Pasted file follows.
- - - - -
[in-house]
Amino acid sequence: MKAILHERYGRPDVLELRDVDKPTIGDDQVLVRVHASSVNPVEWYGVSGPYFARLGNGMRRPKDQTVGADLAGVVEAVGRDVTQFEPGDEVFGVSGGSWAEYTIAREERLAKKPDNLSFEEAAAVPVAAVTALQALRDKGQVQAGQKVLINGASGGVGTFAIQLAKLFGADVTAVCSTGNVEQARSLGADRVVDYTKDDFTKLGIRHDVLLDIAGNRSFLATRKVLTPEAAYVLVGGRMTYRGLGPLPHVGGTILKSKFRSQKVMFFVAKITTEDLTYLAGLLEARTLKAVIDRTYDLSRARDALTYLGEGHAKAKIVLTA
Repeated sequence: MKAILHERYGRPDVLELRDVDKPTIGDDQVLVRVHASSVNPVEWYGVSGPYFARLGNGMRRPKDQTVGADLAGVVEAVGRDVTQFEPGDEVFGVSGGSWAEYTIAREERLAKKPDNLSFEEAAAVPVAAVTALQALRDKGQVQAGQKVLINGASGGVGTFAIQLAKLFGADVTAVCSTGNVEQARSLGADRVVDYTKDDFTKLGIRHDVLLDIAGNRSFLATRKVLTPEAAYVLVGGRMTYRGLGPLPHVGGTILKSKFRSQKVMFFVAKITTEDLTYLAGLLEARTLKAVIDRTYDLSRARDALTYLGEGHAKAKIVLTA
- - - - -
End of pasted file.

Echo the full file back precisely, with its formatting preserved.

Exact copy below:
[in-house]
Amino acid sequence: MKAILHERYGRPDVLELRDVDKPTIGDDQVLVRVHASSVNPVEWYGVSGPYFARLGNGMRRPKDQTVGADLAGVVEAVGRDVTQFEPGDEVFGVSGGSWAEYTIAREERLAKKPDNLSFEEAAAVPVAAVTALQALRDKGQVQAGQKVLINGASGGVGTFAIQLAKLFGADVTAVCSTGNVEQARSLGADRVVDYTKDDFTKLGIRHDVLLDIAGNRSFLATRKVLTPEAAYVLVGGRMTYRGLGPLPHVGGTILKSKFRSQKVMFFVAKITTEDLTYLAGLLEARTLKAVIDRTYDLSRARDALTYLGEGHAKAKIVLTA
Repeated sequence: MKAILHERYGRPDVLELRDVDKPTIGDDQVLVRVHASSVNPVEWYGVSGPYFARLGNGMRRPKDQTVGADLAGVVEAVGRDVTQFEPGDEVFGVSGGSWAEYTIAREERLAKKPDNLSFEEAAAVPVAAVTALQALRDKGQVQAGQKVLINGASGGVGTFAIQLAKLFGADVTAVCSTGNVEQARSLGADRVVDYTKDDFTKLGIRHDVLLDIAGNRSFLATRKVLTPEAAYVLVGGRMTYRGLGPLPHVGGTILKSKFRSQKVMFFVAKITTEDLTYLAGLLEARTLKAVIDRTYDLSRARDALTYLGEGHAKAKIVLTA